Who Are the 6 Million?

One of the unanswered mysteries about the economy today isn't just where the jobs are, but where the drop-outs are. Those "drop-outs" are the 6 million would-be workers who are not counted in the labor force because they've stopped actively seeking more work, even if they're very much hoping for more work.

If they counted toward unemployment, the official rate would be 11 percent rather than 8.6 percent. As the economy picks up, and these people re-join the job hunt, the unemployment rate will go up before it goes down.

Who are the 6 million? First they're young. Since 2000, "the participation rate for people ages 16 to 24 has fallen from 66 percent to about 55 percent," the Cleveland Fed reported this year. Among those young people, they're mostly women. The share of women in the labor force under 25 has reached its lowest point in 30 years. More than 400,000 young women have dropped out entirely in the last two and a half years, Catherine Rampell writes today in the New York Times.

What are these young women doing, if they're not simply going home to look after their families or bide time while the economy picks up? The good news is that thousands of them are going to school, Rampell finds, where they'll learn skills that should put them at an advantage in two or four years. The bad news is that thousands of them want to be working part-time while they take classes, but they can't, making it harder for them to pay back their student loans.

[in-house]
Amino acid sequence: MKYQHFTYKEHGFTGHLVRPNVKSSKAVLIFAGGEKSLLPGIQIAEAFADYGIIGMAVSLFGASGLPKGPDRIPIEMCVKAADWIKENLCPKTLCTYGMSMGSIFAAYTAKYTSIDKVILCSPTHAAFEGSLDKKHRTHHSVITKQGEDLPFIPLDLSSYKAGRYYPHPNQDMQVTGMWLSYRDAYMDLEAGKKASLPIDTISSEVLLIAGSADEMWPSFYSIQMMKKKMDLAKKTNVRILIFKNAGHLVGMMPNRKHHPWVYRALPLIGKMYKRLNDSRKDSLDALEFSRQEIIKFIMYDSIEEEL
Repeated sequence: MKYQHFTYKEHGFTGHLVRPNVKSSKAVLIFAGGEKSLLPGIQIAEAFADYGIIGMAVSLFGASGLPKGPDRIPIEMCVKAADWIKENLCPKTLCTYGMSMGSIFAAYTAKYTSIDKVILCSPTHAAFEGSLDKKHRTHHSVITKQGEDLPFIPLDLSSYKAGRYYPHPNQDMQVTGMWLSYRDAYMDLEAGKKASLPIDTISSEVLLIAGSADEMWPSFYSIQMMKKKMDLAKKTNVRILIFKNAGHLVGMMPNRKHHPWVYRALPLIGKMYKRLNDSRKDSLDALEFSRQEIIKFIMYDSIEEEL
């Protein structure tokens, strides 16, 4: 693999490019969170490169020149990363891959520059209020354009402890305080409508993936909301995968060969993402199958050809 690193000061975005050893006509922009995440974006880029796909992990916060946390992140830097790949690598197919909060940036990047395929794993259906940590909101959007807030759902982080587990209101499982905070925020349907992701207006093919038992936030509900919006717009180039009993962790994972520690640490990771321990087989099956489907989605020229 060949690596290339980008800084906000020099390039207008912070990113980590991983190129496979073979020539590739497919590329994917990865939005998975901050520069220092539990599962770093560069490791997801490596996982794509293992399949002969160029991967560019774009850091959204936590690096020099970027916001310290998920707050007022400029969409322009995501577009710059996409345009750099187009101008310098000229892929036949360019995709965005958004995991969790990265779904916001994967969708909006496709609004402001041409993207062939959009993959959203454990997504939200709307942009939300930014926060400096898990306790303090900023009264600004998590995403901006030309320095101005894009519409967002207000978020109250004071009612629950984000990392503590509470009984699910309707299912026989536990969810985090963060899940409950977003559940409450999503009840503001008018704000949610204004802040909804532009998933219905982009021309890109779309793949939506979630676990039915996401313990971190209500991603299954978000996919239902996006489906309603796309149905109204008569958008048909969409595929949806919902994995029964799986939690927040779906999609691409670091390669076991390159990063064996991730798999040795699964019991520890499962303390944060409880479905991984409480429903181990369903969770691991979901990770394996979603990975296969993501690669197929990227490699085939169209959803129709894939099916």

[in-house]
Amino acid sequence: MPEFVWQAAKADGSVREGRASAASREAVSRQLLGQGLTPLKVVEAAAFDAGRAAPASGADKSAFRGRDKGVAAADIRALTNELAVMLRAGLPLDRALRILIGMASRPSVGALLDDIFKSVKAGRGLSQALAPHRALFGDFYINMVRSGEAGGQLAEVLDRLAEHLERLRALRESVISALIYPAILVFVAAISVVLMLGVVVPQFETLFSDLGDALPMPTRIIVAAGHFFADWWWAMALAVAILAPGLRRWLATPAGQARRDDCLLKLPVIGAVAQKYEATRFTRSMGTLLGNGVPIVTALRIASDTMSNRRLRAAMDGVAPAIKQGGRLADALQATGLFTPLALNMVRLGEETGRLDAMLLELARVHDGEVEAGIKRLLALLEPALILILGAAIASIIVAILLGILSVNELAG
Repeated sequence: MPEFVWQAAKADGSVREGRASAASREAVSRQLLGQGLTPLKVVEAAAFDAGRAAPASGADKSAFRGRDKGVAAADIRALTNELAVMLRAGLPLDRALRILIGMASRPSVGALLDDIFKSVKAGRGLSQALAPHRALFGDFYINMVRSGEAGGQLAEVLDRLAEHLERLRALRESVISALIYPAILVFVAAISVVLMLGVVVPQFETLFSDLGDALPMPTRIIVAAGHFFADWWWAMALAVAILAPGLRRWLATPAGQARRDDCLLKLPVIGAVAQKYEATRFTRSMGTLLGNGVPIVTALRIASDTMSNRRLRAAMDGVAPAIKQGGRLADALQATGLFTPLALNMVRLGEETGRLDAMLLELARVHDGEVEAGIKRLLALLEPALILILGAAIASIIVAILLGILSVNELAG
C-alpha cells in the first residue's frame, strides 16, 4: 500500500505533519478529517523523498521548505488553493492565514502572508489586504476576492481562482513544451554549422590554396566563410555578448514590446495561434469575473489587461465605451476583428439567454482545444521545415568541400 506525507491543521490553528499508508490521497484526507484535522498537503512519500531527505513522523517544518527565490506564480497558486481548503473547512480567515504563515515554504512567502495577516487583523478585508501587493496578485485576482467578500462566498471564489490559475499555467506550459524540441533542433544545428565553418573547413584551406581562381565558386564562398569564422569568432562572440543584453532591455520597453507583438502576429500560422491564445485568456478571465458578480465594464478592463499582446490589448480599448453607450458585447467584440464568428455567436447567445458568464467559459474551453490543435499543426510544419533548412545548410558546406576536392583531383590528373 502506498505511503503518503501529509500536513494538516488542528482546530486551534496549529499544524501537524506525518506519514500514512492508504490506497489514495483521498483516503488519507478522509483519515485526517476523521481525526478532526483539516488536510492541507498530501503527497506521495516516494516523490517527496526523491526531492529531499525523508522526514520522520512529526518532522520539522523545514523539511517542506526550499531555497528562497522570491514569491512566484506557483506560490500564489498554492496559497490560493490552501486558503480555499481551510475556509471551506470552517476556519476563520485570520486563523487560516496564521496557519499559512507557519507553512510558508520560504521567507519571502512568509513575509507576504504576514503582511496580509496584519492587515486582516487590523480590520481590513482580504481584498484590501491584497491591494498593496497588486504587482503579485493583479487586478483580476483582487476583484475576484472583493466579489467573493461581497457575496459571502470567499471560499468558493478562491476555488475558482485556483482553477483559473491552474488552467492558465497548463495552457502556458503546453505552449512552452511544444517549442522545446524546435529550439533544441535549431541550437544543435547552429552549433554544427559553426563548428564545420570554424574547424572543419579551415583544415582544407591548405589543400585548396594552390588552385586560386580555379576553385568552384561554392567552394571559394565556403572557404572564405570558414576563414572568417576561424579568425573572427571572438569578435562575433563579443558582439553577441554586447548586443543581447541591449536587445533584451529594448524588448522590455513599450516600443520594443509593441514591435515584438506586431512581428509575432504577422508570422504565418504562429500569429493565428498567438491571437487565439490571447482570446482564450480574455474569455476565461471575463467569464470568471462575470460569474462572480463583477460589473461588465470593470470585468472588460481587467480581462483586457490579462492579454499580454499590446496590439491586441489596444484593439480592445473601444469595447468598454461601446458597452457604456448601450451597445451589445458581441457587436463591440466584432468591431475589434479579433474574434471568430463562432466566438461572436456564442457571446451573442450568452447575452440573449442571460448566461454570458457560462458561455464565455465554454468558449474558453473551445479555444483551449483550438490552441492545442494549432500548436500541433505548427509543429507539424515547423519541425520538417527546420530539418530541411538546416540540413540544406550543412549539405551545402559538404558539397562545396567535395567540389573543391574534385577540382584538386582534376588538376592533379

Here are two telling charts from the NYT story. On the left, you see the big decline among male employment (the "mancession") as construction jobs disappeared, and an uptick in the last few months that also predominantly went toward guys. On the right, you see school enrollment steady rising and women's labor force participation steadily falling.

Screen Shot 2011-12-29 at 12.36.20 PM.png

It's often said that recessions don't create new trends, but accelerate old trends. It sure looks that way in the chart to the right. After reaching a peak in 1999, women's participation rate had already declined by about 7 percentage points before the recession started in 2007. It has continued to fall every subsequent year. Similarly, rising enrollment among women isn't a new story for the recession so much as an extension of a 40-year-old story that has been one of the economic highlights of the second half of the 20th century. Women are taking advantage of the recession by spending these years acquiring skills that could pay off in normal times. Men aren't. Why on earth not?
 

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Derek Thompson is a senior editor at The Atlantic, where he writes about economics, labor markets, and the entertainment business.

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